|The outcomes and costs of care for acute low back pain among patients seen by primary care practitioners, chiropractors, and orthopedic surgeons
|Carey T S, Garrett J, Jackman A, McLaughlin C, Fryer J, Smucker D R
This is a critical abstract of an economic evaluation that meets the criteria for inclusion on NHS EED. Each abstract contains a brief summary of the methods, the results and conclusions followed by a detailed critical assessment on the reliability of the study and the conclusions drawn.
Treatment for low back pain by primary care practitioners (rural or urban), chiropractors (rural or urban) and orthopaedic surgeons.
Economic study type
Patients with acute low back pain of less than 10 weeks' duration presenting to a range of health care providers.
Secondary and primary care. The economic study was carried out in North Carolina, USA.
Dates to which data relate
Effectiveness and resource use data were collected from patients enrolled in the study between June 1992 and March 1993. The fiscal year was not explicitly specified.
Source of effectiveness data
Effectiveness data were derived from a single study.
Link between effectiveness and cost data
Costing was undertaken prospectively on the same patient sample as that used for the effectiveness study.
The power calculations appear to be post hoc and had a 95% power to detect a 10% difference in the rate of functional recovery at 2 and 4 weeks (functional recovery defined as a 7 point improvement in the Roland & Morris back pain scale). A total of 208 practitioners and 1,633 patients participated in the study. Consecutive patients presented with low back pain to a random selection of urban (n=48) and rural (n=39) primary care physicians, urban (n=32) and rural (n=32)chiropractors, orthopaedic and neurological surgeons (n=29) and primary care physicians, nurse practitioners and assistants in a health maintenance organisation (HMO) (n=28). The corresponding figures for the number of patients were 278, 366, 310, 296, 181, and 202, respectively. Depending on the provider, the means age of patients ranged from 38 years to 44 years, the proportion of Caucasians from 65% to 92% and the proportion of men from 42% to 55%. The average participation rate was 74% and 92% for the eligible practitioners and patients, respectively.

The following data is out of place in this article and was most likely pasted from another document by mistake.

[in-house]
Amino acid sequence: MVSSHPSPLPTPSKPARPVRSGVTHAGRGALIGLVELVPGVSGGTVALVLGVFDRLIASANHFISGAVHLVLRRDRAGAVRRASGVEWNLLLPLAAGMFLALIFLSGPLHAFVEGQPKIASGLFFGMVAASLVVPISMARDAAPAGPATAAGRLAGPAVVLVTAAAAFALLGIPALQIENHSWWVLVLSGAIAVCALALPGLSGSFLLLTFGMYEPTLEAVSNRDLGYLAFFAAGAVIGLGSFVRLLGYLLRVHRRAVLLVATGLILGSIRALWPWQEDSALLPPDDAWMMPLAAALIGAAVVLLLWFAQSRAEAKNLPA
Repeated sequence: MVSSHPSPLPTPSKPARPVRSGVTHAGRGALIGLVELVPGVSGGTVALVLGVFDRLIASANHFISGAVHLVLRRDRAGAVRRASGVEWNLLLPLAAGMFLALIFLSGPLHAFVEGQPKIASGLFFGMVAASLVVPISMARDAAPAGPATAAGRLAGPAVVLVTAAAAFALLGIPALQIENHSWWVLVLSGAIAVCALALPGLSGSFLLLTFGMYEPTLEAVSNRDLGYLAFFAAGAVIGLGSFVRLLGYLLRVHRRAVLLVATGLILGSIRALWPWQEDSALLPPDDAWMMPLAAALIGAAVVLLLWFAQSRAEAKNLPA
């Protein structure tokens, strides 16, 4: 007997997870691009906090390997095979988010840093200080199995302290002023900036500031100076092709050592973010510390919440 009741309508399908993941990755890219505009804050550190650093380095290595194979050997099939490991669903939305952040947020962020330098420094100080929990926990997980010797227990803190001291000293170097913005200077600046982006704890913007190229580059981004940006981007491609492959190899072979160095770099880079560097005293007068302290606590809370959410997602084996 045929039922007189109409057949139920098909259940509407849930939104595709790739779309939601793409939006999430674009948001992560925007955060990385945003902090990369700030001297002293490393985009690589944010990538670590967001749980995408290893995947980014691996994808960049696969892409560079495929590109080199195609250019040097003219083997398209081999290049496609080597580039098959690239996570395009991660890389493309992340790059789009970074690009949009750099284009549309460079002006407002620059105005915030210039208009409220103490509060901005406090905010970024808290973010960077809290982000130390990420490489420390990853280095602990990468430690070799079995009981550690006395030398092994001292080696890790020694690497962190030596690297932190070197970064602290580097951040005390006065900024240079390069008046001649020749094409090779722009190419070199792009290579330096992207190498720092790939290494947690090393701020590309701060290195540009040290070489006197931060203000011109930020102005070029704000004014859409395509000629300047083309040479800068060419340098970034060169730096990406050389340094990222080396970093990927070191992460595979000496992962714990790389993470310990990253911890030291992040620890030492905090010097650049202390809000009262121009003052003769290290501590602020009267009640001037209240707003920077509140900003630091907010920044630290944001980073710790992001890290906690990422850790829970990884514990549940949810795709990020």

This was a prospective cohort study, carried out in North Carolina. Duration of follow-up was 24 weeks or until patients declared themselves "completely better". Loss to follow up was 5%.
Analysis of effectiveness
The analysis of effectiveness was based on treatment completers only (data were available for 95% of all patients enrolled into the study at 6 months). Outcome measures were time to functional recovery, mean disability scores on the Roland-Morris scale, self-declared state of"completely better", and patients' satisfaction with care. All outcome measures were gathered via interviews with patients at baseline, and at 2, 4, 8, 12, and 24 weeks or until the patients declared themselves "completely better". Patients had significantly different demographic and prognostic characteristics for the different health care providers. Significant differences included: age, ethnic group, income, first episode of back pain, sciatica, mean functional-loss score, and workers compensation claims. The effects of confounding variables on the health outcomes were investigated.
Nonparametric Kaplan-Meier analysis and Cox proportional-hazard model showed no significant differences in the length of time to functional recovery among the study groups. The patient groups were not significantly different in terms of self-declared state of "completely better" and mean disability scores on the Roland-Morris scale at 24-week follow-up. The patients receiving care from chiropractors were reported to have the highest level of satisfaction compared to other types of care delivery, (p<0.001).